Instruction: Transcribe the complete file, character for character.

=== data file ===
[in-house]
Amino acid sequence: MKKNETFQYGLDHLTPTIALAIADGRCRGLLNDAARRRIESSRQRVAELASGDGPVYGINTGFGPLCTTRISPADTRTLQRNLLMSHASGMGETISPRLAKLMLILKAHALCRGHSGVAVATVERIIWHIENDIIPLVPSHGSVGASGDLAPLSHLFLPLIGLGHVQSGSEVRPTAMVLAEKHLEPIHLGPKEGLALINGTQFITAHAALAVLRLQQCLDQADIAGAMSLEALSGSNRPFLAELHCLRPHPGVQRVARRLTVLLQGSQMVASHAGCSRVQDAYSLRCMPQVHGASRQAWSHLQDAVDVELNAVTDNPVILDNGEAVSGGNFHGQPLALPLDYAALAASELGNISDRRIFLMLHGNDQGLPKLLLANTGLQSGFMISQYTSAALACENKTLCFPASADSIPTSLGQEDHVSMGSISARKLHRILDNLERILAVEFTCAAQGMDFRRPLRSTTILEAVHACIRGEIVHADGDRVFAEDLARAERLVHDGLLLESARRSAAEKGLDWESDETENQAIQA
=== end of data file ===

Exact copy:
[in-house]
Amino acid sequence: MKKNETFQYGLDHLTPTIALAIADGRCRGLLNDAARRRIESSRQRVAELASGDGPVYGINTGFGPLCTTRISPADTRTLQRNLLMSHASGMGETISPRLAKLMLILKAHALCRGHSGVAVATVERIIWHIENDIIPLVPSHGSVGASGDLAPLSHLFLPLIGLGHVQSGSEVRPTAMVLAEKHLEPIHLGPKEGLALINGTQFITAHAALAVLRLQQCLDQADIAGAMSLEALSGSNRPFLAELHCLRPHPGVQRVARRLTVLLQGSQMVASHAGCSRVQDAYSLRCMPQVHGASRQAWSHLQDAVDVELNAVTDNPVILDNGEAVSGGNFHGQPLALPLDYAALAASELGNISDRRIFLMLHGNDQGLPKLLLANTGLQSGFMISQYTSAALACENKTLCFPASADSIPTSLGQEDHVSMGSISARKLHRILDNLERILAVEFTCAAQGMDFRRPLRSTTILEAVHACIRGEIVHADGDRVFAEDLARAERLVHDGLLLESARRSAAEKGLDWESDETENQAIQA